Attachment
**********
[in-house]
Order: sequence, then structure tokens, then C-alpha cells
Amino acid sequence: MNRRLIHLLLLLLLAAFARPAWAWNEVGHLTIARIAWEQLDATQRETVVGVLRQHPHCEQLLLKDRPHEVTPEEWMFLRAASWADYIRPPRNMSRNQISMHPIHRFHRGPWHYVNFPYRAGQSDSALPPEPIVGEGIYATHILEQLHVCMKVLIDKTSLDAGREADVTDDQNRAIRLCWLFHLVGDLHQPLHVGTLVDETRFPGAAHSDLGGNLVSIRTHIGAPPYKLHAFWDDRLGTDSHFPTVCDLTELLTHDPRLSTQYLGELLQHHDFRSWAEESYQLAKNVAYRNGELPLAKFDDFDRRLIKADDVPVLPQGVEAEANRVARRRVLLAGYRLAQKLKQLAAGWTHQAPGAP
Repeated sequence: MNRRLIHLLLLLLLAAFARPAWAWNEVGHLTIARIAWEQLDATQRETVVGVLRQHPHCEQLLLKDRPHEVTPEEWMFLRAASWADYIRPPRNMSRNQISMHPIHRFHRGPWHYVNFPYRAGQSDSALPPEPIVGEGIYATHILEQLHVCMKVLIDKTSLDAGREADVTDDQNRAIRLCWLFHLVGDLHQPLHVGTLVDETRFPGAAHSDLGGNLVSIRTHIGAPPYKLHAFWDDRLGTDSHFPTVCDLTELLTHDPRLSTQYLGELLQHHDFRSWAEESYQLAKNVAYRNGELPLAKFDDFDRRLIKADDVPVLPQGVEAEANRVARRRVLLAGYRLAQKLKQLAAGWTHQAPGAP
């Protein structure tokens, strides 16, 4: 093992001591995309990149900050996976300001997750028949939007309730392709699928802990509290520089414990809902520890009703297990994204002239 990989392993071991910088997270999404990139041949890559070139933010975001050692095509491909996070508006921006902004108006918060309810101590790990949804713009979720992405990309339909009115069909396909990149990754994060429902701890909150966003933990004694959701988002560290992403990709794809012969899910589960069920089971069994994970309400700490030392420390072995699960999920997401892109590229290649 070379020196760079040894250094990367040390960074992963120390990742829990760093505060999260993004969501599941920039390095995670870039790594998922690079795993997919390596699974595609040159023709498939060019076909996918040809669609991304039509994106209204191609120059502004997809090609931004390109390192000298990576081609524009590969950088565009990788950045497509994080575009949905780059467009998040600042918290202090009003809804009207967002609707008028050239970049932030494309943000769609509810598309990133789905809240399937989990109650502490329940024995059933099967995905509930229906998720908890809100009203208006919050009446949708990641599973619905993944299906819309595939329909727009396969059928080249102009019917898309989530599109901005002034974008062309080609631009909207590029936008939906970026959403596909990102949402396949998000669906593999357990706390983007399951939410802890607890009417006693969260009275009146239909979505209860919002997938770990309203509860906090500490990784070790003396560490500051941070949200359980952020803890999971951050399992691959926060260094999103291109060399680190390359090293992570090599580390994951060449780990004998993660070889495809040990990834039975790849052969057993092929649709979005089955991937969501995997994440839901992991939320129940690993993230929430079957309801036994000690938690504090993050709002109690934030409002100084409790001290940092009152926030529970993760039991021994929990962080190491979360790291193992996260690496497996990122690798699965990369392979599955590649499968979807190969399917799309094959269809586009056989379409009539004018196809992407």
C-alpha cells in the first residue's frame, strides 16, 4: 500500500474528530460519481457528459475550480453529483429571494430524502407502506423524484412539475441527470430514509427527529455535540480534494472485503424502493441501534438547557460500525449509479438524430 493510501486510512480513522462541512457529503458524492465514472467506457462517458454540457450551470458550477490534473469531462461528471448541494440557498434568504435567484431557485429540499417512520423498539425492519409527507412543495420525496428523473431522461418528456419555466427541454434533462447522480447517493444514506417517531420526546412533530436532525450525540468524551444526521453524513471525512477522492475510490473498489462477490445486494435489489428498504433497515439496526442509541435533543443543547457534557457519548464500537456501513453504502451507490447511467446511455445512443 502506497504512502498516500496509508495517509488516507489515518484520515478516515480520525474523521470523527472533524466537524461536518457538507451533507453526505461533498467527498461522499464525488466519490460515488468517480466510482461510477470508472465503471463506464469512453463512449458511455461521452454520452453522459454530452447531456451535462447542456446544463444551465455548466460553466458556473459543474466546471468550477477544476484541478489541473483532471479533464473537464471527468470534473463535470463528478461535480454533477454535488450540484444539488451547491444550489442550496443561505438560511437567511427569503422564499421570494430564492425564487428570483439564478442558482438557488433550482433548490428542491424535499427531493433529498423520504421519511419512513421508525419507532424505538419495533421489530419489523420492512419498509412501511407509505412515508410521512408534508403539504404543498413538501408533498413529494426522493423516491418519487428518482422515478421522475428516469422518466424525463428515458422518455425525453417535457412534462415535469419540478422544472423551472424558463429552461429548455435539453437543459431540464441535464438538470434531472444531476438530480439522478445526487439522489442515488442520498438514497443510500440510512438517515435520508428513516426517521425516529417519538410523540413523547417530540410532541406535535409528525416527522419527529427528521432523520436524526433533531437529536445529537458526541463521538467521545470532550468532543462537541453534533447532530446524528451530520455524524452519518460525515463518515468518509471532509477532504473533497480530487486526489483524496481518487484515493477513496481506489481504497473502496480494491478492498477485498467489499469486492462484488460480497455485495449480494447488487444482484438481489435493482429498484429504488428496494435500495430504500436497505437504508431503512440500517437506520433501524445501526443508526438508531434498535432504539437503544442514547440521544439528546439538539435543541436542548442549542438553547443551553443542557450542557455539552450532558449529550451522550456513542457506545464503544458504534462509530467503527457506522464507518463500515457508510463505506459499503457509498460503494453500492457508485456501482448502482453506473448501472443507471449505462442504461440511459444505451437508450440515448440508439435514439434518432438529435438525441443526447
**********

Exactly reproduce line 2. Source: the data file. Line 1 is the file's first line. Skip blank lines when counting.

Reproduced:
Order: sequence, then structure tokens, then C-alpha cells